My custom formula contained three specialized ingredients: azelaic acid, clindamycin, and zinc pyrithione. The information on the website claimed that the 2% azelaic acid was aimed at unclogging pores, improving skin texture and lightening dark spots. This sounded like a miraculous, all-in-one material and it assured me that my problem areas were being targeted. The 1% clindamycin acted as an antibacterial that fights inflammation and acne-causing bacteria, and the 0.25% zinc pyrithione was an antimicrobial material that tackles acne-causing fungi and bacteria.
Feeling confident but still seeking further information, I researched these ingredients. I found that clindamycin and zinc pyrithione have alternate uses. Clindamycin can be used to stop bacterial growth in the lungs, blood and internal organs, and zinc pyrithione is effective against eczema and psoriasis. Also, the most prominent use of zinc pyrithione is in anti-dandruff products. This information was definitely surprising to me, but it made me feel better that real medical ingredients were going into the formula, even if they served more than one purpose.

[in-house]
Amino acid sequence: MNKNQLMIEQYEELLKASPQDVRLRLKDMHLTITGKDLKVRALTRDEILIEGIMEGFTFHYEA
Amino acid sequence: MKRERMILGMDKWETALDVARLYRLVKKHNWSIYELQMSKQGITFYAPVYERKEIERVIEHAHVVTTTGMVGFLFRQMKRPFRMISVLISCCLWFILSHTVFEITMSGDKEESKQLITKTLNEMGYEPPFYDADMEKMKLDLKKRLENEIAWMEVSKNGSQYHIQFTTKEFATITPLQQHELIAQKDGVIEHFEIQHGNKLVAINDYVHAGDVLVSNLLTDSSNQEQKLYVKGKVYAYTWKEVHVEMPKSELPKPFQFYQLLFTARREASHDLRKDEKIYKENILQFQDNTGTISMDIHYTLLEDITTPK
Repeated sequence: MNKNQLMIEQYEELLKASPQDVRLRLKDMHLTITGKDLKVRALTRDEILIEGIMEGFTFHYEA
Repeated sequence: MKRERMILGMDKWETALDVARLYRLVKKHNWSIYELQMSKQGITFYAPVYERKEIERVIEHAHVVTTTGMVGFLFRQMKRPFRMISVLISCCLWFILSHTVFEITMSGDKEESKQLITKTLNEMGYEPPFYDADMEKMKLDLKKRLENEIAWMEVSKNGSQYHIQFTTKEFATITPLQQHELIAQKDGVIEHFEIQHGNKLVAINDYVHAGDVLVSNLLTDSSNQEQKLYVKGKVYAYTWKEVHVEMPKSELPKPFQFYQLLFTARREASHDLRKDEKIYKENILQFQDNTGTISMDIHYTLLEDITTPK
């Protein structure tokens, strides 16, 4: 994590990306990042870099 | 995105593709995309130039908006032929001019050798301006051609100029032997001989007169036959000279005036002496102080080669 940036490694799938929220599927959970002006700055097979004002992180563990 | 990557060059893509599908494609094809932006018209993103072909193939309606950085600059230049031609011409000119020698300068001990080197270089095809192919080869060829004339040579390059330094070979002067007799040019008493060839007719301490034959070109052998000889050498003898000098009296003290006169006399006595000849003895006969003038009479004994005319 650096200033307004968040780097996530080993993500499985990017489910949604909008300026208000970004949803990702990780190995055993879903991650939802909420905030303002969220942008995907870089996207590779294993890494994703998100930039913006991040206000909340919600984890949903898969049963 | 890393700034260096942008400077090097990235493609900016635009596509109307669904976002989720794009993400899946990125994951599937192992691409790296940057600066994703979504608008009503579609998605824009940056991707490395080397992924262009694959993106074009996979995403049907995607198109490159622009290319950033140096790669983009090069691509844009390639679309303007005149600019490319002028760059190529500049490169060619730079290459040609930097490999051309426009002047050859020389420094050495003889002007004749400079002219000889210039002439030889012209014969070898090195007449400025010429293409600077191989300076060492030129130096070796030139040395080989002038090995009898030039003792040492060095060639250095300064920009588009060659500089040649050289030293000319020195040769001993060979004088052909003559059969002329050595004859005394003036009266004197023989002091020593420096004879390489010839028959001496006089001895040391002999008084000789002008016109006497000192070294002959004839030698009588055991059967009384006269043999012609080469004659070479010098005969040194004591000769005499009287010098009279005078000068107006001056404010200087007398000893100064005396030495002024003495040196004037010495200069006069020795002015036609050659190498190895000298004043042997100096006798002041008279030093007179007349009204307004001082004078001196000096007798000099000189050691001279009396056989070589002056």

As for efficacy regarding acne treatment, I found that the ingredients in my formula had long been tested and proven successful in treating acne. Azelaic acid is considered an effective treatment for acne vulgaris. However, the percentages normally used are between 10% and 20%, which is significantly more potent than the 2% in my formula. Clindamycin was similarly helpful in reducing the severity and appearance of acne, and it is found that 1% clindamycin was capable of achieving these effects. Zinc pyrithione seemed to be the least popular of the three drugs, as I could not find many sources pertaining to its benefit to the skin, though it has multitudes of other uses in dermatology.
My trial Curology set arrived on Jan. 4. I was elated when I heard it arrive at my door. I liked the minimalistic packaging, which was just a plain, brown cardboard box with “Curology” printed on it in white. Inside, there was a sheet of the recommended Curology routine and a plastic bag that included a Curology cleanser, moisturizer, and of course, the white bottle with my custom formula. All three of these items were the smaller size of what Curology offers, which is meant to last one month. After my supply ran out in the expected time, I ordered the larger package on Feb. 3, which equipped me with two month’s worth of product. My experiment with Curology lasted a total of three months.